The position is a grade 10 and salary will be commensurate with experience.
The person filling the position will be responsible for overseeing the policy and eMeeting services, including preparation, maintenance and updating of local board of education policies and district administrative procedures and delivery of related services, including online manuals, handbooks and training.
Requirements for the position include:
• minimum of a master’s degree in education or related field (major or minor in English preferred)
• public classroom teaching and/or administrative experience
• capacity to effectively plan, organize and supervise policy services
• excellent verbal and written communication skills
• highly organized and detail oriented
• proficient in computer skills
Work includes light travel and frequent presentations. eMeeting and board policy experience is a plus.
Interested individuals meeting ALL requirements may submit a letter of application, resume, salary history, and current references to:
Kathy Amburgey, HR Manager
Kentucky School Boards Association
260 Democrat Drive
Frankfort, KY 40601Kathy.Amburgey@ksba.org
Applications will be accepted until the position is filled. KSBA is an equal opportunity employer.
Online registration running for special KSBA one-day conference on the state’s new student restraint and seclusion regulation July 15 in Lexington
Now that the Kentucky Board of Education has adopted final revisions to 704 KAR 7:160 – the new rules regarding physical restraint and seclusion of students – school personnel are looking for answers on how the regulation will affect them when classes start this fall.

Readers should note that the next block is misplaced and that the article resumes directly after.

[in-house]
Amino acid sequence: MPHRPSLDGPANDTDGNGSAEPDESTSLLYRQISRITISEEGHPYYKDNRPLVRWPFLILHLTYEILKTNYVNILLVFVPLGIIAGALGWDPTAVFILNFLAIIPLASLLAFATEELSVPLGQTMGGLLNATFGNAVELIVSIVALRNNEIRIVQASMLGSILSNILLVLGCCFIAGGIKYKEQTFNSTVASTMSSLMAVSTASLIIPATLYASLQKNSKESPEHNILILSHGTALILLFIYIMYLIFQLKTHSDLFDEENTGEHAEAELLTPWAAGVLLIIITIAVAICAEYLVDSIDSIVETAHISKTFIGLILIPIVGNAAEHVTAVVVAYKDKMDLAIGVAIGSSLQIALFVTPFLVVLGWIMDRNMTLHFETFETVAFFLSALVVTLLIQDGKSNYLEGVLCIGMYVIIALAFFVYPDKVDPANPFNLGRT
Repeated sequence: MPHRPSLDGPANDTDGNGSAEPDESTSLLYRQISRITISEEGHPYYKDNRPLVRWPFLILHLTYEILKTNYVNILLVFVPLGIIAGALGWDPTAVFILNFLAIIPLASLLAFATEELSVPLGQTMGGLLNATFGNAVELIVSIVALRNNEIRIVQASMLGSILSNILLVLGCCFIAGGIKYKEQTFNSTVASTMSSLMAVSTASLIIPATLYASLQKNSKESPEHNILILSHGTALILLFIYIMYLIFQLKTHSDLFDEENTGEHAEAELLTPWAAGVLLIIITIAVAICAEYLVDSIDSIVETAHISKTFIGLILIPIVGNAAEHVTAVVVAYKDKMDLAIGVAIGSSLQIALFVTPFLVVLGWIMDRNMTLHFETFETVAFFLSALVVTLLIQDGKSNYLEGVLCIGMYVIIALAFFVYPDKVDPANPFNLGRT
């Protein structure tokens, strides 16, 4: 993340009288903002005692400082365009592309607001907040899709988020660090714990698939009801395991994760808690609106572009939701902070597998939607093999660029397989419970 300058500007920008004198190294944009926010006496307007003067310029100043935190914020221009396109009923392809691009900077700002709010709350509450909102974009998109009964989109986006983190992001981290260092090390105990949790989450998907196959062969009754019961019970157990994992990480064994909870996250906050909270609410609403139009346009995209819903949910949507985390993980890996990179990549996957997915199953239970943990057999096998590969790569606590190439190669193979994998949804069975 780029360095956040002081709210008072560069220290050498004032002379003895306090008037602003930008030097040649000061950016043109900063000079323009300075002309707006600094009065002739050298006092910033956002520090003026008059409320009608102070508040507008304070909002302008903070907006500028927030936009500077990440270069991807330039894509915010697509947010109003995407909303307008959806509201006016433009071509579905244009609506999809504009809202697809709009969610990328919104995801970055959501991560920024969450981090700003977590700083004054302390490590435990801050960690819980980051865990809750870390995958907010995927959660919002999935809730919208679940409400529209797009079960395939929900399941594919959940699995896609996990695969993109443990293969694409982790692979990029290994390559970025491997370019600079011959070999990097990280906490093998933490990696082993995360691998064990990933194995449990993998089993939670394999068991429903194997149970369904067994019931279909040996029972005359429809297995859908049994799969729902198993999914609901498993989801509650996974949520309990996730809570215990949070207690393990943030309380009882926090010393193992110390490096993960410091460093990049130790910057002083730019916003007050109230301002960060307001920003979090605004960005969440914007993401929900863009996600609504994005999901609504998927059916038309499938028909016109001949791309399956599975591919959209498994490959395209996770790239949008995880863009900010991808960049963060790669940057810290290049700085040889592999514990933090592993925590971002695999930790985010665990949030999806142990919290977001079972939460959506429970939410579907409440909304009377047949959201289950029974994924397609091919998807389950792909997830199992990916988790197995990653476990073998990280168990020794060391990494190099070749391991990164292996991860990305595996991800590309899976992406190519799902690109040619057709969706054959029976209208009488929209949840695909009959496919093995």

KSBA has scheduled a legal and policy training regarding the new regulation on Monday, July 15 at the Embassy Suites Hotel in Lexington.
This training will flesh out the Kentucky statutes that are cited in the regulation that concern the type of property damage and disruption for which students can be restrained. This session also will provide districts tips about what information needs to be recorded on incident reports, what needs to be documented during a debriefing session and other topics including:
• When should staff physically restrain/seclude students?
• The meaning of references to KRS Chapter 503 in the Restraint and Seclusion Regulation
• Documenting the incident
• The debriefing session
• The complaint process
• KSBA Model Policy and Procedure
Staff presenters include Teresa Combs, director of KSBA’s Legal and Administrative Training service; John Fogle III, KSBA staff attorney; and members of the KSBA Policy Service team.
As of today, registration is nearing the 100 mark, but plenty of slots are still available. Registration is $165 per person (lunch provided) for the first three people from a district, $110 for the fourth and fifth and $100 for any additional staff and/or board members who take part.
Note: Online registration formatting only allowed the $165 rate, but the fees for additional staff will be adjusted on invoices.
Registration must be completed by July 8.